Pakistan suffers more due to Afghan problem than wars with India: Ambassador Durrani

Published April 24, 2024
Pakistan’s Special Representative on Afghanistan Ambassador Asif Durrani speaks at a conference in Islamabad on Wednesday. — Photo by author
Pakistan’s Special Representative on Afghanistan Ambassador Asif Durrani speaks at a conference in Islamabad on Wednesday. — Photo by author

Pakistan’s Special Representative on Afghanistan Ambassador Asif Durrani said on Wednesday that the former has suffered more due to the latter’s internal situation than its three wars with India in terms of blood spilt and finances drained.

Ambassador Durrani was speaking at the one-day International Conference “Pakistan in the Emerging Geopolitical Landscape”, organised by the Institute of Strategic Studies Islamabad (ISSI) and the German Friedrich Ebert Stiftung (FES).

Durrani said over 80,000 Pakistanis died during the past two decades of the War on Terror, saying that the country was still counting its dead and injured.

“After the withdrawal of Nato forces, it was hoped that peace in Afghanistan would bring peace to the region. However, such expectations were short-lived.”

He said attacks by the outlawed militant Tehreek-i-Taliban Pakistan (TTP) group on Pakistan’s border areas increased by 65 per cent, while suicide attacks increased by 500pc.

“The TTP’s enhanced attacks on Pakistan while using Afghan soil have been a serious concern for Pakistan. Another worrying aspect is the participation of Afghan nationals in these attacks,” he maintained.

Explaining how Pakistan suffered due to the developments in Afghanistan, he said Pakistan had suffered geopolitically since the Soviet Union invaded the neighbouring country.

“The post-9/11 world order has negatively impacted Pakistan. Apart from losing 80,000 citizens’ lives, including 8,000 law enforcement agency personnel, the country’s economic opportunity cost is estimated at $150 billion,” Durrani said.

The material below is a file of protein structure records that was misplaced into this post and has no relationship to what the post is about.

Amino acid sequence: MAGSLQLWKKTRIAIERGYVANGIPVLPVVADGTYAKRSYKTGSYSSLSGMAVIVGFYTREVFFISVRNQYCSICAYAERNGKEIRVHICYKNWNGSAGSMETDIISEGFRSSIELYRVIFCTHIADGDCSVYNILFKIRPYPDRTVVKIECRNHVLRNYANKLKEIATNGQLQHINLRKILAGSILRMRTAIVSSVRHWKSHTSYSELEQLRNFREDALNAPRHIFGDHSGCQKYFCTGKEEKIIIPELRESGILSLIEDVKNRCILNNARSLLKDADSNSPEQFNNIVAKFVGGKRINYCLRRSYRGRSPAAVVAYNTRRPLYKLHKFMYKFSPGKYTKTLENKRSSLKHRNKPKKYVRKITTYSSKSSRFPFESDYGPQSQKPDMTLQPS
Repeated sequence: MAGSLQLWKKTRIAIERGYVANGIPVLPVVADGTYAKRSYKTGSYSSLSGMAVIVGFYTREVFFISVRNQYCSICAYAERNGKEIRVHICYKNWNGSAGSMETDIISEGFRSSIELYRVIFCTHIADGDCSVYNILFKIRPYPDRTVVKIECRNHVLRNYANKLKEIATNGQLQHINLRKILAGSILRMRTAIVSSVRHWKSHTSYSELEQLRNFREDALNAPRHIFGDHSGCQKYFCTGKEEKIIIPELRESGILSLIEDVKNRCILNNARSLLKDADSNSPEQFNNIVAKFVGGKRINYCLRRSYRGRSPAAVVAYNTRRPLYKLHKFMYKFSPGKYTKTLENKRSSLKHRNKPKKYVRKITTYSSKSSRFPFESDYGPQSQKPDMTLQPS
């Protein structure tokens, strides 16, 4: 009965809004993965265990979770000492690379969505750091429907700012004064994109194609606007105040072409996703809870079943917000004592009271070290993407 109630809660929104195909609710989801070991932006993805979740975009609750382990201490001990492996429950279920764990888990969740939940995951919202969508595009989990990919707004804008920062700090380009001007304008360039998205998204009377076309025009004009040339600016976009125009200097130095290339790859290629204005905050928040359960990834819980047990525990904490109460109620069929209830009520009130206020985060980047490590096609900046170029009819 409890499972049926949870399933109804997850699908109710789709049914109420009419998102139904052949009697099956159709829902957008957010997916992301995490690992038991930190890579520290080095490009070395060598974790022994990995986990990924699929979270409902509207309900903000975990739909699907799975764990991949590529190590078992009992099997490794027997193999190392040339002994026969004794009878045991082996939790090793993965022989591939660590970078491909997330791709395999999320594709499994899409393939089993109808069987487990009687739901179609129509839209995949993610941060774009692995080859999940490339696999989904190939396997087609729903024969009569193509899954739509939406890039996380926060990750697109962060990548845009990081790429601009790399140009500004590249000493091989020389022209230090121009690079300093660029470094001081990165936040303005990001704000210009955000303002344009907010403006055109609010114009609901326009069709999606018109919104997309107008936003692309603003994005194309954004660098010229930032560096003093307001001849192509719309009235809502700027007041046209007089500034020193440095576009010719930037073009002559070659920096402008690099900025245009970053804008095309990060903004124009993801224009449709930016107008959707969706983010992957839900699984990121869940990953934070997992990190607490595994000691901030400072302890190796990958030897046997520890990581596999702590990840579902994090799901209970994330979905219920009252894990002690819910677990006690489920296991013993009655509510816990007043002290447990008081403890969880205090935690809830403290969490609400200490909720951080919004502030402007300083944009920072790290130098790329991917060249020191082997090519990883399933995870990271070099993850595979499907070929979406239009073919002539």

He pointed out that while Pakistan was designated as a non-Nato ally, the imposition of travel advisories by Nato members adversely affected the country as doing business with Pakistan became expensive and insurance costs increased. Consequently, Pakistan’s exports remained stagnant.

“Second, Afghanistan has become a permanent fixture in Pakistan’s regional paradigm for over four decades.”

Talking about the future outlook for Pakistan in the regional context, Durrani said that while “our eastern neighbour is likely to continue with its anti-Pakistan pursuits, the western border poses an avoidable irritant in the short to medium term.”

However, with deft diplomacy, Pakistan can overcome its difficulties with Afghanistan, including the TTP challenge, he pointed out.

Ambassador Durrani was of the view that China and Iran would remain friends and offer a sound basis for a durable partnership in terms of security and economics.

“The Indo-US budding romance, flux in Middle Eastern politics and Israel’s atrocities against the Palestinians would pose a formidable challenge for Pakistan and its diplomacy,” he said.

The speakers of the session provided a comprehensive analysis of the evolving landscape in Afghanistan, emphasising the long-term consequences of investing in militarised education.

They highlighted the destructive impact of divisive politics, which had weakened the economy and polarised society in the region.

The speakers also pointed out the role of ethnic discord in Afghanistan, with ethnic fault lines contributing to the complex on-ground situation. In particular, the speakers shed light on the challenging situation for women’s education in Afghanistan and emphasised the isolation and humanitarian crisis faced by the people of Afghanistan.

They expressed optimism about Afghanistan’s potential, particularly its historic role as a transit route connecting East and West.

To address Afghanistan’s issues, the speakers recommended a proactive approach and an inclusive strategy.

They suggested regional dialogue and cooperation, border and refugee management, leveraging partnerships and engagement with locals, building the economic capacity of Afghanistan through connectivity, trade, and transit routes, and adopting a broader perspective on the Afghan issue.

The working session on the theme of “Unravelling Afghanistan’s Shifting Landscape” was moderated by Amina Khan, Director of the Centre for Afghanistan, Middle East and Africa.

The speakers concluded by recognising the need for a nuanced understanding of the on-ground situation and the potential consequences of different policy interventions.

The second working session titled, “From Dependency to Diversity: The Evolution of the Middle East” was moderated by Dr Shabana Fayyaz, chairperson and associate professor at the Department of Defence and Strategic Studies in Islamabad’s Quaid-i-Azam University.

Speakers emphasised that the current geopolitical landscape of the Middle East was marked by a multitude of dynamic shifts and evolving alliances.

Amid efforts towards economic diversification in the region, there was growing apprehension surrounding security arrangements, particularly in light of the United States’ strategic reorientation towards the Asia Pacific region.

This shift prompted a reassessment of power dynamics within the region, as traditional Western influence faced challenges from the rising prominence of China.

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